20. Ferreira CSS, Walsh RPD, Nunes JPC, Steenhuis TS, Nunes M, de Lima JLMP, Coelho COA, Ferreira AJD (2016b) Impact of urban development on streamflow regime of a Portuguese peri-urban Mediterranean catchment. J Soils Sediments. doi: 10.1007/s11368-.16-1386-5 (this issue)Google Scholar
  21. Ferreira CSS, Walsh RPD, Shakesby RA, Keizer JJ, Soares D, González-Pelayo O, Coelho COA, Ferreira AJD (2016c) Differences in overland flow, hydrophobicity and soil moisture dynamics between Mediterranean woodland types in a peri-urban catchment in Portugal. J Hydrol 533:473–485CrossRefGoogle Scholar
  22. Freni G, Mannina G, Viviani G (2008) Uncertainty in urban stormwater quality modelling: the effect of acceptability threshold in the GLUE methodology. Water Res 42:2061–2072CrossRefGoogle Scholar
  23. Garg BD, Cadle SH, Mulawa PA, Groblicki PJ, Laroo C, Parr GA (2000) Brake wear particulate matter emissions. Environ Sci Technol 34:4463–4469CrossRefGoogle Scholar
  24. Greenstein D, Tiefenthaler L, Bay S (2004) Toxicity of parking lot runoff after application of simulated rainfall. Arch. Environ. Contam Toxicol 47:199–206Google Scholar
  25. Grieshop AP, Lipsky EM, Pekney NJ, Takahama S, Robinson AL (2006) Fine particle emission factors from vehicles in a highway tunnel: effects of fleet composition and season. Atmos Environ 40:287–298CrossRefGoogle Scholar
  26. Gunawardana C, Goonetilleke A, Egodawatta P, Dawes L, Kokot S (2012) Source characterisation of road dust based on chemical and mineralogical composition. Chemosphere 87:163–170CrossRefGoogle Scholar
  27. Gustafsson M, Blomqvist A, Gudmundsson A, Dahl A, Jonsson P, Swietlicki E (2009) Factors influencing PM10 emissions from road pavement wear. Atmos Environ 49:226–240Google Scholar
  28. Han L, Zhuang G, Cheng S, Wang Y, Li J (2007) Characteristics of re-suspended road dust and its impact on the atmospheric environment in Beijing. Atmos Environ 41:7485–7499CrossRefGoogle Scholar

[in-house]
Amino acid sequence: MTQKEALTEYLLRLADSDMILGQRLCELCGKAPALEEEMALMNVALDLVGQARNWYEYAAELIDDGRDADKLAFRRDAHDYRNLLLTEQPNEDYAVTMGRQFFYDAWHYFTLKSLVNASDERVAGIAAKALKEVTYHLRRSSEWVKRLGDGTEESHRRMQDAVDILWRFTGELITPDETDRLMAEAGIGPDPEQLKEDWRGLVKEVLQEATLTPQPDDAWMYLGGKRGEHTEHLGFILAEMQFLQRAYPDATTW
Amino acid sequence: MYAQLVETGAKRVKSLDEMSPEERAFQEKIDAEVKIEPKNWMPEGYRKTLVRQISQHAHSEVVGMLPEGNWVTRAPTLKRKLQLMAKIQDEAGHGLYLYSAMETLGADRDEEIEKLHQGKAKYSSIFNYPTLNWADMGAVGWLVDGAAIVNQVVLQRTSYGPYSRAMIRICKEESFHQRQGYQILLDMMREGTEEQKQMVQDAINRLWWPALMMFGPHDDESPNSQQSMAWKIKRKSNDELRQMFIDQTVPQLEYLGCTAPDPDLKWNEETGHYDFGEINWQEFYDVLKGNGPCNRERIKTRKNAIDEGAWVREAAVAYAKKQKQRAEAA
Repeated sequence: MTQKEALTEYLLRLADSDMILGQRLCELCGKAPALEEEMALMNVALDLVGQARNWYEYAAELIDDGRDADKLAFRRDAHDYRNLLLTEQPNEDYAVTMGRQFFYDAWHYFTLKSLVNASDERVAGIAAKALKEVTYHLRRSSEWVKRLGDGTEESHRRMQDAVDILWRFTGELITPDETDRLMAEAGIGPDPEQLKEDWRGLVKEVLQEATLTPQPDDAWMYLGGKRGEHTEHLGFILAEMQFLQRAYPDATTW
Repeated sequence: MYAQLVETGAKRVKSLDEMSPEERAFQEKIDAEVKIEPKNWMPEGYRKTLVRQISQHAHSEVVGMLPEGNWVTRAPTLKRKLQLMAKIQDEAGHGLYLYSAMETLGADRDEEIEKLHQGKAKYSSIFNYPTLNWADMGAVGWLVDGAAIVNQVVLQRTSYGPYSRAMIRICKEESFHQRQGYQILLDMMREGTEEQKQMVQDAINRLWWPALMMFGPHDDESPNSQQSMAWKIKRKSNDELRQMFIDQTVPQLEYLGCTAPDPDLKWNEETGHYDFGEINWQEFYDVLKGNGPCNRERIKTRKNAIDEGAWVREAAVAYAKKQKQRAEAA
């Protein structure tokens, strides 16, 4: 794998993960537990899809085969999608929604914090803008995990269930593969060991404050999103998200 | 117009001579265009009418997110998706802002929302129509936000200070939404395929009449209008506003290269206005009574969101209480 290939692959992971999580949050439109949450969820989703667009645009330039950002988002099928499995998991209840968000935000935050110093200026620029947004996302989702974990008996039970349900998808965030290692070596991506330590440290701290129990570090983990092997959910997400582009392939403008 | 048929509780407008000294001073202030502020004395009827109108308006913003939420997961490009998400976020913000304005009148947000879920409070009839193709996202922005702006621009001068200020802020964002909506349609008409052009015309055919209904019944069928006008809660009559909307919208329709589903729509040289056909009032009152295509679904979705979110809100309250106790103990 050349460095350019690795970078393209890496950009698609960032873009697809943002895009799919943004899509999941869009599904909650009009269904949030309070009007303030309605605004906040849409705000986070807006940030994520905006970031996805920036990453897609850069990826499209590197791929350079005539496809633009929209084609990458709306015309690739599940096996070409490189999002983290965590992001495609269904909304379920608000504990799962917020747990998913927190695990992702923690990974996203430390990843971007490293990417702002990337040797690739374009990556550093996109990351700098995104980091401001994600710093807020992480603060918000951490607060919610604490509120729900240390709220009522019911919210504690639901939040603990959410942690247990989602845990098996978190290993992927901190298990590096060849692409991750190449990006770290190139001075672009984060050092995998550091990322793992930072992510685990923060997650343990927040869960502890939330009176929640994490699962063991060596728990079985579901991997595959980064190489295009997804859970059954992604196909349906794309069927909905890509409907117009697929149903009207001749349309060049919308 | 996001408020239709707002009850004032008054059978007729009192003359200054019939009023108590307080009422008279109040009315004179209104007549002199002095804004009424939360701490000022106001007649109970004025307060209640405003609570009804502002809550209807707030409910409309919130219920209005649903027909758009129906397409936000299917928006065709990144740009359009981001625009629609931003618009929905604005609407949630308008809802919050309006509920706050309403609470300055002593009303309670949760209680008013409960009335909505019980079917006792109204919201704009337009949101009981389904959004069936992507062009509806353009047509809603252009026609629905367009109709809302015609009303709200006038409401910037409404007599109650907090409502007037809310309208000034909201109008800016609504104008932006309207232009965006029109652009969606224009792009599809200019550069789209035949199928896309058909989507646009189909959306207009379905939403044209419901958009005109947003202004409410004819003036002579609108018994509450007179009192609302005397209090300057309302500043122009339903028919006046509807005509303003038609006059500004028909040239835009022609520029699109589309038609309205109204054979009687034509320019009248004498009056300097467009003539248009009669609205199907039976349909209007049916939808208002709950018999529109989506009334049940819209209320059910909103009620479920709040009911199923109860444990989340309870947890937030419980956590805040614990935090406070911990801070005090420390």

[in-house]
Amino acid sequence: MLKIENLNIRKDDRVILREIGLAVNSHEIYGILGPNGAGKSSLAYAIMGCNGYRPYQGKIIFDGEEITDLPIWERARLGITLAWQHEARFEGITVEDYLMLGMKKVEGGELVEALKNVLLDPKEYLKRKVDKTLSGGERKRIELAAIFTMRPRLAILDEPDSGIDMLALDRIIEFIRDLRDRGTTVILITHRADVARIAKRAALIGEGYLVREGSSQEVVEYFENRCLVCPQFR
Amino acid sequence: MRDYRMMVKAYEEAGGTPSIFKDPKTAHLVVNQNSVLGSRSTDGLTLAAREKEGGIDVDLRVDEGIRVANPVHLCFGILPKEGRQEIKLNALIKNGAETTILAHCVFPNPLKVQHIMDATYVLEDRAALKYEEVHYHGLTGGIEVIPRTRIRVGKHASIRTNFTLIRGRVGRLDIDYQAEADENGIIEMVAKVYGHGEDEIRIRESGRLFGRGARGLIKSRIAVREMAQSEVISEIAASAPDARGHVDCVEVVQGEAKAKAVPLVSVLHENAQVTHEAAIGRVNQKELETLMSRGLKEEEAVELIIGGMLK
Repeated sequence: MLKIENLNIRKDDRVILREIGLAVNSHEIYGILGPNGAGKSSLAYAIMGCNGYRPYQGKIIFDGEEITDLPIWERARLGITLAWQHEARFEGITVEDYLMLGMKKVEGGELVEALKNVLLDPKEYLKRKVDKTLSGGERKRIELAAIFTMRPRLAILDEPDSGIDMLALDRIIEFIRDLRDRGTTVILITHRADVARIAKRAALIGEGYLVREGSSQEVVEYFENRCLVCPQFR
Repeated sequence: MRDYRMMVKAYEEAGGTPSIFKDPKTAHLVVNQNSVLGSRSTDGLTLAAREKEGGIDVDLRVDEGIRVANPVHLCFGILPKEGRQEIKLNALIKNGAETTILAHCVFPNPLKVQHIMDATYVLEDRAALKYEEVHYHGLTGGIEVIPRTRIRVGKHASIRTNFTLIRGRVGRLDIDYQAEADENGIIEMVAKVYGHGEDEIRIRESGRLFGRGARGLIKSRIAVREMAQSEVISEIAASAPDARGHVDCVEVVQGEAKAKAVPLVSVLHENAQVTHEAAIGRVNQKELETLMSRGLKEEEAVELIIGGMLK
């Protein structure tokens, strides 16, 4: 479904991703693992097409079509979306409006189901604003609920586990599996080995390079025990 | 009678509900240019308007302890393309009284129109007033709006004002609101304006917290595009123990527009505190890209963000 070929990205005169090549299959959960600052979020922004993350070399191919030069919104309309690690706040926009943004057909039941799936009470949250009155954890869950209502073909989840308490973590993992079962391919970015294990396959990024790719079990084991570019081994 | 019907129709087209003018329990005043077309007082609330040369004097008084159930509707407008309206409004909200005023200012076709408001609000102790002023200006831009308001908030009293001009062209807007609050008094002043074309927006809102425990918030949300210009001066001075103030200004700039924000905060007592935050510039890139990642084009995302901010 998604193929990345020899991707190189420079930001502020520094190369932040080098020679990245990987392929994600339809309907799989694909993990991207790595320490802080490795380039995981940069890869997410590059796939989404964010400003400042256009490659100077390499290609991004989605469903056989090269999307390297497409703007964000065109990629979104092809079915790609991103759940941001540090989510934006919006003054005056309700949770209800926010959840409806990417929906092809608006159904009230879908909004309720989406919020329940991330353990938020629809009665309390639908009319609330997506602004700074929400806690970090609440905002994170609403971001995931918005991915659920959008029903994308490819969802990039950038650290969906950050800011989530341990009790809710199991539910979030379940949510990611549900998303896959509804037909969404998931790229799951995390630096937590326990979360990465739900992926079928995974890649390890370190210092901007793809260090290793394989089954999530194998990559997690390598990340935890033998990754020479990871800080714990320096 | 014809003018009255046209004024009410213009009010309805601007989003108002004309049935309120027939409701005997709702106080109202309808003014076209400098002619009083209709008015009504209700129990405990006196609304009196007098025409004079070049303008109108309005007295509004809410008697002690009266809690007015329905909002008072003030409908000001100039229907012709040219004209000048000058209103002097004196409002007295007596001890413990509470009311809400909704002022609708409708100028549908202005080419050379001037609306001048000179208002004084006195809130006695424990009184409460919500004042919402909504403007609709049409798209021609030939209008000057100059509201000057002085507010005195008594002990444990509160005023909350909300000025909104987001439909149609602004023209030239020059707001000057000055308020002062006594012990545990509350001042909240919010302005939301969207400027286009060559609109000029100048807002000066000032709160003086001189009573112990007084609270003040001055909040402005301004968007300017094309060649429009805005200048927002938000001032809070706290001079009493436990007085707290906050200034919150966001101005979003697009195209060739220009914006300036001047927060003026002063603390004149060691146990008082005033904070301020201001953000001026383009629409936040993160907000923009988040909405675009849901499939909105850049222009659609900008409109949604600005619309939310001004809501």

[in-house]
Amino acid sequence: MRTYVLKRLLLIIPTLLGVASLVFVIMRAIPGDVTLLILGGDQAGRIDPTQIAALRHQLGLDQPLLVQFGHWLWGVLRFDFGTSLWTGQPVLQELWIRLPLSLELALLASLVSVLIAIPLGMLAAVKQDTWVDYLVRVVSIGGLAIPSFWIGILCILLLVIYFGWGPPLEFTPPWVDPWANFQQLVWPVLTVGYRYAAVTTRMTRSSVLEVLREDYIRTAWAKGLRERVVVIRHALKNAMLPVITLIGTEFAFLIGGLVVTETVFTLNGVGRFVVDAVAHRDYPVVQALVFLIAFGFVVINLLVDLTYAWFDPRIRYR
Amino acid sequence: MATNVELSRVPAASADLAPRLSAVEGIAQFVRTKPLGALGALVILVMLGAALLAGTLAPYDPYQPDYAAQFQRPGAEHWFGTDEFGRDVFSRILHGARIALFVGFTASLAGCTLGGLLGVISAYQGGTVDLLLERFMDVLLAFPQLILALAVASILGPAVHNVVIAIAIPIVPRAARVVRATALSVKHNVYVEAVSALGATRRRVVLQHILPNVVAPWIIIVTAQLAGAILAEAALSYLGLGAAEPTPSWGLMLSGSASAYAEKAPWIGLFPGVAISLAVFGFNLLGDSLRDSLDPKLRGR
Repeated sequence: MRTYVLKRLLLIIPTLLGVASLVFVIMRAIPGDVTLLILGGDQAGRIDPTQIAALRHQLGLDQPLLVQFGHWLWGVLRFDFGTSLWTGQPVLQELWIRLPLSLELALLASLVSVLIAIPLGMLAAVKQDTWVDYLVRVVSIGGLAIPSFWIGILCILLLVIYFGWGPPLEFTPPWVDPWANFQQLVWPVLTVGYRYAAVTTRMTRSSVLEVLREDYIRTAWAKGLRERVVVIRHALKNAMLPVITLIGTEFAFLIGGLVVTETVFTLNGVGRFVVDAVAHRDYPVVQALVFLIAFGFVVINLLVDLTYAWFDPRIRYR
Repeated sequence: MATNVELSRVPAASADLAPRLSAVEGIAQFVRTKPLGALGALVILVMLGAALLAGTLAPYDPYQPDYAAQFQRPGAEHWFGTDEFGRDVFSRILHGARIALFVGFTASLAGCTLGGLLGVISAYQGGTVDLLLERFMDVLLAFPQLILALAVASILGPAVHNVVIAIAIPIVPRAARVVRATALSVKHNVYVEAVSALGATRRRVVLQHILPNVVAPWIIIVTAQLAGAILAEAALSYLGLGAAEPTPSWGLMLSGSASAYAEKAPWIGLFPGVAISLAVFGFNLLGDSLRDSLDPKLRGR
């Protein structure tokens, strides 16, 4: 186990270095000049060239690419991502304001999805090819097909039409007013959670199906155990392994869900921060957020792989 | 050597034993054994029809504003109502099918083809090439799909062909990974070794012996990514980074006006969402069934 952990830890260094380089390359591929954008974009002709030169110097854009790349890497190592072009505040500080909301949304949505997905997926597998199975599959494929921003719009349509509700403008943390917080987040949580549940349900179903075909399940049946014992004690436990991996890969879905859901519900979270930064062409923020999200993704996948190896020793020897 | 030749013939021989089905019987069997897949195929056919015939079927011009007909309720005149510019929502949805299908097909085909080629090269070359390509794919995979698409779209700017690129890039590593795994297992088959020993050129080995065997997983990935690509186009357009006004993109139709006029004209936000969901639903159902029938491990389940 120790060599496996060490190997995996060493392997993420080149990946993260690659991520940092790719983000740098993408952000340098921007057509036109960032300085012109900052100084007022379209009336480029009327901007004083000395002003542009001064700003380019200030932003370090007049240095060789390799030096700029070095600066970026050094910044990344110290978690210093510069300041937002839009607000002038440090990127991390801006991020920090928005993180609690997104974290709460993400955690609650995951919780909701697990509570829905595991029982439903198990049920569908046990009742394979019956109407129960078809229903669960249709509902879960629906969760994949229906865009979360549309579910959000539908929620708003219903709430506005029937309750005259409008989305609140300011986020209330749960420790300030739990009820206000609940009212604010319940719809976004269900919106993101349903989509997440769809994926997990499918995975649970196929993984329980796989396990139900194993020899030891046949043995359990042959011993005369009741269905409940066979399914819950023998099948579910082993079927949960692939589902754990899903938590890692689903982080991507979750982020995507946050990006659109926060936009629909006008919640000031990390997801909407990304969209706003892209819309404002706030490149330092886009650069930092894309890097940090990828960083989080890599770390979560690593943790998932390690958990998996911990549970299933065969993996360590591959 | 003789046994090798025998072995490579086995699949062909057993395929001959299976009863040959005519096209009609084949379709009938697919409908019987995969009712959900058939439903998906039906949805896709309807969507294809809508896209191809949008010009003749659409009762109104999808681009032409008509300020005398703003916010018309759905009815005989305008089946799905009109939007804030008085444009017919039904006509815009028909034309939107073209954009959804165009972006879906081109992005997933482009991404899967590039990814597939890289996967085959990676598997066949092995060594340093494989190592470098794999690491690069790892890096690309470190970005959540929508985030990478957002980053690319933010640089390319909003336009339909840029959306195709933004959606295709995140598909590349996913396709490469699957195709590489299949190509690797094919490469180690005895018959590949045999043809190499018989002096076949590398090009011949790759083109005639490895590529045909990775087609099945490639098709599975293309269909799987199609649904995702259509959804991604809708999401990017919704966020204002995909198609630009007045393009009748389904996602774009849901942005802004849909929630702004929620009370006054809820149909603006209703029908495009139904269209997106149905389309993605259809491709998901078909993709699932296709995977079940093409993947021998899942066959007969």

29. Hjortenkrans DST, Bergbäck BG, Häggerud AV (2007) Metal emissions from brake linings and tires: case studies of Stockholm, Sweden 1995/1998 and 2005. Environ Sci Technol 41:5224–5230CrossRefGoogle Scholar
  30. Hussein T, Johansson C, Karlsson H, Hansson HC (2008) Factors affecting nontailpipe aerosol particle emissions from paved roads: on-road measurements in Stockholm, Sweden. Atmos Environ 42:688–702CrossRefGoogle Scholar
  31. Iijima A, Sato K, Yano K, Tago H, Kato M, Kimura H, Furuta N (2007) Particle size and composition distribution analysis of automotive brake abrasion dusts for the evaluation of antimony sources of airborne particulate matter. Atmos Environ 41:4908–4919CrossRefGoogle Scholar
  32. Johansson C, Norman M, Burman L (2009) Road traffic emission factors for heavy metals. Atmos Environ 43:4681–4688CrossRefGoogle Scholar
  33. Kadi MW (2009) Soil pollution hazardous to environment: a case study on the chemical composition and correlation to automobile traffic of the roadside soil of Jeddah city, Saudi Arabia. J Hazard Mater 168:1280–1283CrossRefGoogle Scholar
  34. Keuken M, van der Gon HD, van der Valk K (2010) Non-exhaust emissions of PM and the efficiency of emission reduction by road sweeping and washing in the Netherlands. Sci Total Environ 408(20):4591--4599Google Scholar
  35. Kumar P, Pirjola L, Ketzel M, Harrison RM (2013) Nanoparticle emissions from 11 non-vehicle exhaust sources e a review. Atmos Environ 67:252–277CrossRefGoogle Scholar
  36. Lin CC, Chen SJ, Huang KL, Hwang WI, Chang-Chien GP, Lin WY (2005) Characteristics of metals in nano/ultrafine/fine/coarse particles collected beside a heavily trafficked road. Environ Sci Technol 39:8113–8122CrossRefGoogle Scholar